No one — not O’Dair, nor Assistant Dean of Student Life Alexander R. Miller, nor Khurana — has answered questions asking what Harvard plans to do instead.
‘THE SHAME OF THIS POLICY’
The disappearance of all-female social groups at Harvard prompted outrage from some Greek life advocates.
Carole Jones, chairman of the National Panhellenic Conference, an umbrella organization for Greek organizations, sharply criticized the dissolution of Harvard’s sororities.
“All of those chapters are now closed as a direct result of a policy and an administration that used its power to intimidate women and discourage them from gathering with other women to share friendship and support,” she wrote in an email. “The shame of this policy is that what the university touted as providing a safer environment for women has ultimately caused the elimination of spaces where many women felt the most safe.”
Related: [Delta Gamma is first social group to close in response to sanctions]
Gentry McCreary, a consultant at the NCherm Group, which provides legal and consulting assistance to college and universities on Greek life issues, warned of another potential consequence. He said the sanctions may force some single-gender groups to go underground and operate in secret, leading to reduced oversight of the groups and increased risks for students.
“The unintended consequences of these types of actions could be severe and create a much more dangerous environment for students,” he said.
The social group penalties appear to have led to the formation of at least one new, low-profile social group. Several students founded a new final club called the Exister Society — nicknamed the “X” — in fall 2017. At the time of its founding, it was all-female, the group's president Eliza Alston '19 previously told The Crimson.
The X has so far demonstrated a desire to fly under the radar compatible with its name; it appears to barely exist. For months, the club remained the stuff of dining hall rumors. Its establishment was never publicly announced and it has not sought to openly recruit students.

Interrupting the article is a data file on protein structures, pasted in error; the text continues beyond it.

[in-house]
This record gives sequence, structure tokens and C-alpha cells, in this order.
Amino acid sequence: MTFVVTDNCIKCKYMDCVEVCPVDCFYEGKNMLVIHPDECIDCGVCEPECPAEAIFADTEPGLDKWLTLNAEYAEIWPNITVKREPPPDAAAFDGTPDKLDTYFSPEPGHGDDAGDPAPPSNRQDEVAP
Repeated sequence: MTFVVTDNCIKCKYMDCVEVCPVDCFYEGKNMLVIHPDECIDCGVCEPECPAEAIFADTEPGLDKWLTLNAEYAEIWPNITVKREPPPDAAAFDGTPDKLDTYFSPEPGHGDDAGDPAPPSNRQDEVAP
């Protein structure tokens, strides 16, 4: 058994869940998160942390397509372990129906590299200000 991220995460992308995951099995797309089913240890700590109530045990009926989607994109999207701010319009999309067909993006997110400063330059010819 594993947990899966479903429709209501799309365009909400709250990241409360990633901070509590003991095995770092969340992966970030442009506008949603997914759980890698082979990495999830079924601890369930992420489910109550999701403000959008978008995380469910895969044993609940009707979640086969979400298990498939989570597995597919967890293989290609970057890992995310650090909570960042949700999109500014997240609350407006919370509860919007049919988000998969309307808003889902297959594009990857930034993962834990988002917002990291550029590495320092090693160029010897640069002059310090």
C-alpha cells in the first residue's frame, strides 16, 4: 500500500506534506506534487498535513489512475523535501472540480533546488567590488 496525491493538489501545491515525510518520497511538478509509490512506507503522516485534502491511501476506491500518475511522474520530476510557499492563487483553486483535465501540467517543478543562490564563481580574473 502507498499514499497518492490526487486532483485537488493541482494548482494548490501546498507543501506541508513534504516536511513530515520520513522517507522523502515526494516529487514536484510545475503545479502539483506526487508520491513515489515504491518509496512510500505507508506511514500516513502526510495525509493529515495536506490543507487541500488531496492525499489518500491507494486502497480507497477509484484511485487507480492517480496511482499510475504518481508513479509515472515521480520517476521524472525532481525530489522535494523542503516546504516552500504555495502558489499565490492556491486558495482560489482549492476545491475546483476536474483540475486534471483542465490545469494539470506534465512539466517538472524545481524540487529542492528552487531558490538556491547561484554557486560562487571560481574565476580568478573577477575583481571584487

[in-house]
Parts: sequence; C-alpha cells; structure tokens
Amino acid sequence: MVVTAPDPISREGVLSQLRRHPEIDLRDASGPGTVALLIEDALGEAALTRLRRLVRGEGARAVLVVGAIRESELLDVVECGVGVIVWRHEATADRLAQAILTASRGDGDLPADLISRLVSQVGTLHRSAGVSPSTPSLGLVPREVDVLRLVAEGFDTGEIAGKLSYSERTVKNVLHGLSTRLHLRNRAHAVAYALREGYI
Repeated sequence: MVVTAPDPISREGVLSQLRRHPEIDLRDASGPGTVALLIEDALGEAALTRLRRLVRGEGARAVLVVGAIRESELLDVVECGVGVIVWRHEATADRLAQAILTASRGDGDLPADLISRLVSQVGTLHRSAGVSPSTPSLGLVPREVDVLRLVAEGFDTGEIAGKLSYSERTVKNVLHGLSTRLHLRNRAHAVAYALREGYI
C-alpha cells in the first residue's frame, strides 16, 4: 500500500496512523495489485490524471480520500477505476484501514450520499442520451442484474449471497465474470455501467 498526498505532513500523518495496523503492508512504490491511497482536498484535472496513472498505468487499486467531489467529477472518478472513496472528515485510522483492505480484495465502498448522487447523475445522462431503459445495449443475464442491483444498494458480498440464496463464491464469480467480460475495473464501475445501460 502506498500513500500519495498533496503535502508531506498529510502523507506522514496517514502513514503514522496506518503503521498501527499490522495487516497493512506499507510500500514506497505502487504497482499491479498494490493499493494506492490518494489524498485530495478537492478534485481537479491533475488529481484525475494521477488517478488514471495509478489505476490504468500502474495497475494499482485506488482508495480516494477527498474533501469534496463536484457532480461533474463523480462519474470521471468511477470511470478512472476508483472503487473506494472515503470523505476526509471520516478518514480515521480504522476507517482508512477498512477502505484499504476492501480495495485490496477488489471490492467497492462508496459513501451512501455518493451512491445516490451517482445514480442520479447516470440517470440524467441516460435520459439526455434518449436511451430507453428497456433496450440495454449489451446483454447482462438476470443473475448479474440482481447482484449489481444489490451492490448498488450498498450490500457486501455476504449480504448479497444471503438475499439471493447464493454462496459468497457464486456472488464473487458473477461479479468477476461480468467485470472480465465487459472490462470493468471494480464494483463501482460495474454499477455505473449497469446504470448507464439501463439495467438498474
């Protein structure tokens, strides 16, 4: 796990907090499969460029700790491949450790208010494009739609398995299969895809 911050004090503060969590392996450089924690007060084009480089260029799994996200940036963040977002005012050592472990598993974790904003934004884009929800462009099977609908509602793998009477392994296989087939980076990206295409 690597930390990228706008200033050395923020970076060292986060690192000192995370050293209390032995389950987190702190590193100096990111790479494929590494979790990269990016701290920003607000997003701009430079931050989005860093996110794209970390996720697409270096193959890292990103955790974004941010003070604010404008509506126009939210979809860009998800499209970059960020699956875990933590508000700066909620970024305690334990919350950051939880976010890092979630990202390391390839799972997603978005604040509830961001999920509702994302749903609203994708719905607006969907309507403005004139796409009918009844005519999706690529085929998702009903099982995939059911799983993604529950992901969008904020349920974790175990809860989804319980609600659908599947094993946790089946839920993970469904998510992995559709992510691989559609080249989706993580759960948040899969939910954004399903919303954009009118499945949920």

In response to a question asking whether the group had gone co-ed or applied for College recognition, Alston wrote in an email that the X was not formed as a single-gender group, but as a "women's empowerment group."
"We do not discriminate based on gender when accepting members," Alston wrote. "The X consists of confident, hard-working, empowered students, and we will not force our future members to choose between holding a leadership role on campus and being a member of our society."
Alston said X members "welcome the opportunity" to work with administrators in the coming months to ensure that the X complies fully with the sanctions.
Related: [A Harvard committee suggested banning social groups and claimed majority support for the idea. That wasn't true]
Miller wrote in an emailed statement that administrators, too, “look forward” to collaborating with social organizations across the College to promote “an inclusive social life” in Cambridge.
“These applications represent a cross section of male, female and multi-gender groups, as well as fraternities, sororities and final clubs,” he wrote. “We are thrilled to have received so many applications, and excited to begin working with all of these groups.”
In an email to students Wednesday, O’Dair said the College hopes to share with students “a list of the recognized social organizations by early September.”
— Staff writer Michael E. Xie contributed reporting.
— Staff writer Shera S. Avi-Yonah can be reached at email@example.com. Follow her on Twitter at @saviyonah.